S. 263: There is a distinction between “lack of enquiry” and “inadequate enquiry”. If the AO has called for the necessary details and the assessee has furnished the same, the fact that the AO is silent in the assessment order does not mean that he has not applied his mind so as to justify exercise of revisional powers by the CIT u/s 263

We are of the view, that there is a distinction between “lack of enquiry” and “inadequate enquiry”. In the present case the Assessing Officer collected necessary details, examined the same and then framed the assessment u/s. 143(3) of the Act. Therefore, in such a situation the decision from Hon’ble High Court of Delhi in CIT vs. Anil Kumar Sharma (2011) 335 ITR 83 (Del.)(supra), clearly comes to the rescue of the assessee . We are expected to ascertain whether the Assessing Officer had investigated/examined the issue and applied his mind towards the whole record made available by the assessee during assessment proceedings. Uncontrovertedly, necessary details/reply to the questionnaire were filed/produced by the assessee and the same were examined by the Assessing Officer, therefore, it is not a case of lack of enquiry by the Assessing Officer

H. K. Pujara Builders vs. ACIT (ITAT Mumbai)

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DATE: May 9, 2016 (Date of pronouncement)
DATE: June 2, 2016 (Date of publication)
AY: 2009-10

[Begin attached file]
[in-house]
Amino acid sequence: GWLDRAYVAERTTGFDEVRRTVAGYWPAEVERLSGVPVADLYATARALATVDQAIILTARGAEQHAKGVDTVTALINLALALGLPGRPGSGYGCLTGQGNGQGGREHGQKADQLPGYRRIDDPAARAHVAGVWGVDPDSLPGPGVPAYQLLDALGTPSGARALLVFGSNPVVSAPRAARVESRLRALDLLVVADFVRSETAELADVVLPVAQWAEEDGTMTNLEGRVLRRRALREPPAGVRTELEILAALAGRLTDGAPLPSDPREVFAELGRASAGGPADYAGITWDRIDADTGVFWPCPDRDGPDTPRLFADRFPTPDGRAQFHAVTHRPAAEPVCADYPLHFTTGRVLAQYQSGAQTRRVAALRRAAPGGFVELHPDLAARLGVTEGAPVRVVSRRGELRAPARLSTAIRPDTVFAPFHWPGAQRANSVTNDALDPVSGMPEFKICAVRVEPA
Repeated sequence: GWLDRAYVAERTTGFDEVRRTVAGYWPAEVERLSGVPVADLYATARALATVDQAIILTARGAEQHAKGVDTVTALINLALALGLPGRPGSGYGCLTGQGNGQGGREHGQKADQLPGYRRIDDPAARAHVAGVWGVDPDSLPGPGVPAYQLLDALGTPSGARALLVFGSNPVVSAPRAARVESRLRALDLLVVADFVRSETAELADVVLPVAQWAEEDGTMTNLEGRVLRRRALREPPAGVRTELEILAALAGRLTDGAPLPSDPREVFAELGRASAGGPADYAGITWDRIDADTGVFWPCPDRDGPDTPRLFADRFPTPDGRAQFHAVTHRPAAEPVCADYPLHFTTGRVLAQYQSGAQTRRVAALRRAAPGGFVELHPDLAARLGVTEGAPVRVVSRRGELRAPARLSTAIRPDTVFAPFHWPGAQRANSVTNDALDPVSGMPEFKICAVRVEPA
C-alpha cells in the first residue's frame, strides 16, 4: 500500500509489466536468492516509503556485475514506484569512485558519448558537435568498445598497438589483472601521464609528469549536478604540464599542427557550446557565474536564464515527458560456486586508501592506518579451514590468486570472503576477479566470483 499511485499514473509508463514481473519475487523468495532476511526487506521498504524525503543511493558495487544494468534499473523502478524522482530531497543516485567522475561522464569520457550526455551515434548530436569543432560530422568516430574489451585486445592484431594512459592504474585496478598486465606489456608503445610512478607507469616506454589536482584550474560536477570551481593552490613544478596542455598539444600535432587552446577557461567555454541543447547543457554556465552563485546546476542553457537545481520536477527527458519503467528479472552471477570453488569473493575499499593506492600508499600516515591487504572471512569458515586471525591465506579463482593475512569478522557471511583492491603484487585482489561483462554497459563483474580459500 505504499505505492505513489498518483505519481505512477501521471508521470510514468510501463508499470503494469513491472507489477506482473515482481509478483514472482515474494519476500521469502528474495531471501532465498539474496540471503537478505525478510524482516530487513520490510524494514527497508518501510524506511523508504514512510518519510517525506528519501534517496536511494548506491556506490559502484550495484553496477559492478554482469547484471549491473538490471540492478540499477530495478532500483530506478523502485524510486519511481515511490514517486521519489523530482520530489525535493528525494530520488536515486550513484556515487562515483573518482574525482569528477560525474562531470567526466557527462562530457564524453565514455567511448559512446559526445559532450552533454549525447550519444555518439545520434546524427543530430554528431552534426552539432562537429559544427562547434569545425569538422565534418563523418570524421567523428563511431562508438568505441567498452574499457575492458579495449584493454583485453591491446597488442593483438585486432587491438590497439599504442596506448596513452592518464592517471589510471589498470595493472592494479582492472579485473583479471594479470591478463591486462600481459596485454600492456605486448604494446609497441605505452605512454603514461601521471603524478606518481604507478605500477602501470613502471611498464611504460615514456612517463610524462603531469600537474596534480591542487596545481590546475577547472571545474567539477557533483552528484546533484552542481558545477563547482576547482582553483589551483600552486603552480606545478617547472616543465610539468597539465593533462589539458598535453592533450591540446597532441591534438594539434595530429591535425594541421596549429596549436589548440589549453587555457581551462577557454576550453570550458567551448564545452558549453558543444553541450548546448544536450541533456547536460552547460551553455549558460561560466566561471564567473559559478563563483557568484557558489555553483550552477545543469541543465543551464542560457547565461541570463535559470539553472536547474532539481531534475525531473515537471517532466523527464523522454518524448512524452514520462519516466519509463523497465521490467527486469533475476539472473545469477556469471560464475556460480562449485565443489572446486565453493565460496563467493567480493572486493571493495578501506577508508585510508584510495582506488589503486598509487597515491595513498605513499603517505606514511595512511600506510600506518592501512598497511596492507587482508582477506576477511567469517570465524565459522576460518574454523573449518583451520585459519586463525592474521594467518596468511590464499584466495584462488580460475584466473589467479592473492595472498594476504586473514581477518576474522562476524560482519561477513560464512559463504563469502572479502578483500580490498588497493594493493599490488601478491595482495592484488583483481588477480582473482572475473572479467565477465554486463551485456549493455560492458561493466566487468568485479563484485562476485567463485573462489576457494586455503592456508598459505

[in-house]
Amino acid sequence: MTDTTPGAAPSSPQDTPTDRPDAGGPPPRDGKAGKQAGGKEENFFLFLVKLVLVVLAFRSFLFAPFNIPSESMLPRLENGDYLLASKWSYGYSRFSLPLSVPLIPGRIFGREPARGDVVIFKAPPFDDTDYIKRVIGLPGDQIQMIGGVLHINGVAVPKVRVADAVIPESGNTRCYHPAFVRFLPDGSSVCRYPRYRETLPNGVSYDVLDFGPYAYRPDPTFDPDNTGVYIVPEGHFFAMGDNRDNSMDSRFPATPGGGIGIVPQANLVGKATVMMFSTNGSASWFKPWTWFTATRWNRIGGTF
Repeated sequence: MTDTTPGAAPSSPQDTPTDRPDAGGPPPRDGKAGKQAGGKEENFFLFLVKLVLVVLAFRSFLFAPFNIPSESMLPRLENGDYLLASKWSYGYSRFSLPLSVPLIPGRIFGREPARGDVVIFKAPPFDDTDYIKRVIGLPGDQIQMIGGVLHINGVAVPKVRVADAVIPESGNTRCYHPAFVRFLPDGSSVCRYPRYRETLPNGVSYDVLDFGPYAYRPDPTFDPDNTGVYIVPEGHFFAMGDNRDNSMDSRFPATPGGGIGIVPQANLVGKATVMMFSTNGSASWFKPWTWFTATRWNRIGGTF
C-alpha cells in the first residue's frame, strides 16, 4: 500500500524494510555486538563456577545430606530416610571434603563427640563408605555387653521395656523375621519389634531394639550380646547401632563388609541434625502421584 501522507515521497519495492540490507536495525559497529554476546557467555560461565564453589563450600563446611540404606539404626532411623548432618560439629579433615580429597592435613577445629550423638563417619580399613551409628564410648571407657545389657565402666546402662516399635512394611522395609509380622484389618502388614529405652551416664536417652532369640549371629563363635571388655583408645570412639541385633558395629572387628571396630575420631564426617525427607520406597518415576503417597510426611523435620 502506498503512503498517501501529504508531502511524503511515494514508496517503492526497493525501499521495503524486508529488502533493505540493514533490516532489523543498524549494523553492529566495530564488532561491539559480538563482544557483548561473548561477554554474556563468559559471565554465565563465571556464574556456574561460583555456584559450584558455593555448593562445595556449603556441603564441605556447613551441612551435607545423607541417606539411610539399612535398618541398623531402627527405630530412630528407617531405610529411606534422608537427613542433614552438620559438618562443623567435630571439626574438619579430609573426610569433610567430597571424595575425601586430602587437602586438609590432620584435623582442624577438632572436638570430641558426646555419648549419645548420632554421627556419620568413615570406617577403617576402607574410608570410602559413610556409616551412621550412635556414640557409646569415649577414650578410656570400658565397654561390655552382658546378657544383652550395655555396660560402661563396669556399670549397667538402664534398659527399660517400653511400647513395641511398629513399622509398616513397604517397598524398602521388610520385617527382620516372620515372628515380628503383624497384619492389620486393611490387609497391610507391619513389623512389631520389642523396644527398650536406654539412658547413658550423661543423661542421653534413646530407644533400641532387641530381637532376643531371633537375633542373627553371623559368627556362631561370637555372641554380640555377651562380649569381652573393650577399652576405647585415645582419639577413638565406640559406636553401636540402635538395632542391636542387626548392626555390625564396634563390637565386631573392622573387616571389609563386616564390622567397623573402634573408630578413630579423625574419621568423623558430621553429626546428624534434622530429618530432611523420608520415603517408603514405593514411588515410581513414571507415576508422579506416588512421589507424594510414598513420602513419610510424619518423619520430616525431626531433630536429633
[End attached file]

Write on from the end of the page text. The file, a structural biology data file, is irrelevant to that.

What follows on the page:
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CITATION:
S. 254(1): The Tribunal cannot consider new material or information which comes to the possession of the AO after passing the assessment order. The appellate procedure is designed to adjudicate matters that were originally framed in the assessment order and new material cannot be considered

Under the scheme of the Act, the order passed by the assessing officer is being contested by the assessee before Ld CIT(A) and thereafter, by both the parties before the Tribunal, if they feel aggrieved by the order passed by Ld CIT(A). After passing the assessment order, the assessing officer becomes functus officio and hence, if any material or information comes to the knowledge of the AO subsequently, then the assessing officer is required to follow the course of action provided under the Act and the Income tax Act does not provide for modification of the order that has already been passed. The appellate procedure has been designed to adjudicate the matters that were originally framed in the assessment order

Avan Gidwani vs. ACIT (ITAT Mumbai)

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DATE: April 6, 2016 (Date of pronouncement)
DATE: April 15, 2016 (Date of publication)
AY: 2007-08
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CITATION: